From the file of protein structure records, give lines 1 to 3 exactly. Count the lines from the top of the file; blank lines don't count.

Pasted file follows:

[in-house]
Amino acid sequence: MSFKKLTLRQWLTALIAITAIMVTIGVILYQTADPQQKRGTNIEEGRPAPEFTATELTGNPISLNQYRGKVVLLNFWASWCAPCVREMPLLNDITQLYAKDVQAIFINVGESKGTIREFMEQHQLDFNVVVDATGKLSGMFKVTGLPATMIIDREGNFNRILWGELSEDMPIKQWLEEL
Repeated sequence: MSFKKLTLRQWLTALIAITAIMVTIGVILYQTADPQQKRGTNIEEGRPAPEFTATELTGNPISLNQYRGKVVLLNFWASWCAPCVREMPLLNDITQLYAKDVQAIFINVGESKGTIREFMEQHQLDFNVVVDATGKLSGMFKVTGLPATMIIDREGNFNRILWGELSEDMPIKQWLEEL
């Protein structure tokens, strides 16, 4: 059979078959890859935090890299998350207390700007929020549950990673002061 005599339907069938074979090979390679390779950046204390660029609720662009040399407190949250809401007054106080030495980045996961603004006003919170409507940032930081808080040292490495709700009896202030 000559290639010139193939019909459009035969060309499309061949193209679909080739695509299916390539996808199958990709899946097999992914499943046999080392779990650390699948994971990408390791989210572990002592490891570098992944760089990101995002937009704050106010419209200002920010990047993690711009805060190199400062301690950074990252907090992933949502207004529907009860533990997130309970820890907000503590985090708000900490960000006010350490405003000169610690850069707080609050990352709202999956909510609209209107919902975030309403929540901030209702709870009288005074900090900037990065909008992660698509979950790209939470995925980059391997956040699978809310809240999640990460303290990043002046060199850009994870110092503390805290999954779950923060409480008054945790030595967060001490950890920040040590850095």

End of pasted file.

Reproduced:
[in-house]
Amino acid sequence: MSFKKLTLRQWLTALIAITAIMVTIGVILYQTADPQQKRGTNIEEGRPAPEFTATELTGNPISLNQYRGKVVLLNFWASWCAPCVREMPLLNDITQLYAKDVQAIFINVGESKGTIREFMEQHQLDFNVVVDATGKLSGMFKVTGLPATMIIDREGNFNRILWGELSEDMPIKQWLEEL
Repeated sequence: MSFKKLTLRQWLTALIAITAIMVTIGVILYQTADPQQKRGTNIEEGRPAPEFTATELTGNPISLNQYRGKVVLLNFWASWCAPCVREMPLLNDITQLYAKDVQAIFINVGESKGTIREFMEQHQLDFNVVVDATGKLSGMFKVTGLPATMIIDREGNFNRILWGELSEDMPIKQWLEEL